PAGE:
Well, the truth of it is women are piling on the kilos because they have cut down on housework.
According to some American research which is the subject of a Daily Mail report (here) –
* Women now burn up to 360 calories less a day than their parents
* Housewives in 1965 spent 27 hours a week cooking, cleaning and washing
* Women now spend only 13.3 hours a week on housework.
The newspaper will be putting the frighteners into its chubby female readers by saying:
We have long been told that our unhealthy diet is why we are all too fat.
But now, when it comes to women at least, researchers have a rather more controversial explanation for rising obesity – they are not doing enough housework.
Women are piling on the pounds because they have cut down on the amount they are cooking and cleaning, a study has shown.
They are burning up to 360 calories less a day than their parents did because they are so sedentary around the house.
Women have also used the hours gained from time saving technology like washing machines to spend twice as much of their lives sitting watching TV than they did in the 1960s.
The Daily Mail opined that the findings were likely to outrage working mothers for whom there is still a gender imbalance when it comes to housework.
But when Alf skives off to the Eketahuna Club instead of helping Mrs Grumble with the household chores, he can now say he has her best interests at heart and is caring for her health.
The study was carried out in the US by Edward Archer, a research fellow with the Arnold School of Public Health at the University of South Carolina.
This sounds like a reputable outfit.
Moreover, we are told similar studies have shown the same result.
He studied thousands of ‘time-use diaries’ provided by American women every year beginning in 1965.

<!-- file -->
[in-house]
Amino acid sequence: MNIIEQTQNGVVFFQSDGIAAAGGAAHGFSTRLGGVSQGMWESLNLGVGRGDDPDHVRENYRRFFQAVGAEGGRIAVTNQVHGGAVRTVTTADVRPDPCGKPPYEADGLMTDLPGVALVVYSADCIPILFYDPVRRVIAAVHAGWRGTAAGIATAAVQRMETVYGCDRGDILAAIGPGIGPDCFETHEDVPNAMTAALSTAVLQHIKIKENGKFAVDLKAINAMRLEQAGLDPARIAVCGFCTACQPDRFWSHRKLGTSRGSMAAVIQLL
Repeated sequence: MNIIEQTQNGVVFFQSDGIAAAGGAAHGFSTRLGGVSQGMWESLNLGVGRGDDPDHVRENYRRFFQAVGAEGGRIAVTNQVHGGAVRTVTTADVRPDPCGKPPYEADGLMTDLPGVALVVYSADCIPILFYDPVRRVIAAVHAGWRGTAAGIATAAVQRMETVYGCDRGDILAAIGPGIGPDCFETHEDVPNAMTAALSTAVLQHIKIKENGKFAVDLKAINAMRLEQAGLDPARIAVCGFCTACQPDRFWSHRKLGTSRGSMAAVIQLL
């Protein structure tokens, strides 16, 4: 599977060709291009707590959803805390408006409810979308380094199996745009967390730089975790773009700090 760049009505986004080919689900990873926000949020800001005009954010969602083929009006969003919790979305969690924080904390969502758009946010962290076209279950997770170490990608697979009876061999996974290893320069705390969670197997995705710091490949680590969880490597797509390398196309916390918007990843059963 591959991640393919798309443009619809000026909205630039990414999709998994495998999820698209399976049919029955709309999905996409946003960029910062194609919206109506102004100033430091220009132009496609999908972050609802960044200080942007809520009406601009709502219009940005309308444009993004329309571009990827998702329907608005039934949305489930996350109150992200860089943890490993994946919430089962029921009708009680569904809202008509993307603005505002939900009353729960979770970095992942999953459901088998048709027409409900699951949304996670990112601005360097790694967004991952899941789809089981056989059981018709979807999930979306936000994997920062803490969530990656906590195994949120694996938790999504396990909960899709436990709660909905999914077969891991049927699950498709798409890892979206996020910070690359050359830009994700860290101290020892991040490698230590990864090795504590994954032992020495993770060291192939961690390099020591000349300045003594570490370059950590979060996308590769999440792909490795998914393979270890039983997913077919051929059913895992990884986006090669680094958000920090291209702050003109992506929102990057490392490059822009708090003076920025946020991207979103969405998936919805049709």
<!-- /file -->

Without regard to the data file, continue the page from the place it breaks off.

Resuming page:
And he found that back then women spent an average of 25.7 hours a week doing the laundry, cooking and cleaning.
In 2010 things had changed and women were spending an average of 13.3 hours per week on housework.
A recent survey by npower in the UK found a similar trend.
On average women now spend 18.2 hours a week on housework, including cleaning, vacuuming, food shopping and cooking.
This compares to 44 hours a week on average in 1965, according to official figures from the Department for Education.
Dr Archer found that as a result of this change, housewives are burning around 360 calories every day less than they did in the 1960s.
That’s more than the typical chocolate bar, apparently. Its equivalent in whisky – something of more interest to Alf – would be good to know.
But regardless of that, working women burn about 132 fewer calories.
Mrs Grumble will say she comes into this category, because she runs Alf’s electorate office and helps him with his research.
But hey. Here’s the crunch.
In a depressing twist, with all that extra time in their lives women have apparently used it to sit down and watch TV.
Dr Archer found that in 1965 women typically spent eight hours a week catching up on their favourite programmes.
By 2010 that had more than doubled to 16.5 hours a week.
Archer concluded that women needed to ‘start finding ways to incorporate movement’ into their daily routine such as walking to the post box, chopping vegetables or playing with the dog.
Alf has suggested to Mrs Grumble she perhaps doesn’t have to worry too much about doing those things, because she chops the wood, looks after the vegetable patch, and so on.
Mrs Grumble, moreover, is likely to take heed of this sort of thing –
Feminist and relationships expert Jean Hannah Edelstein said it was a ‘preposterous, sexist assumption’ to suggest that women should do more cleaning to slim down.
She said: ‘It’s not like men are getting any thinner either – perhaps they should get off their behinds and do some more housework!’
Alf will discuss this advice with his mates at the club.
He suspects the consensus of opinion will be to ignore it.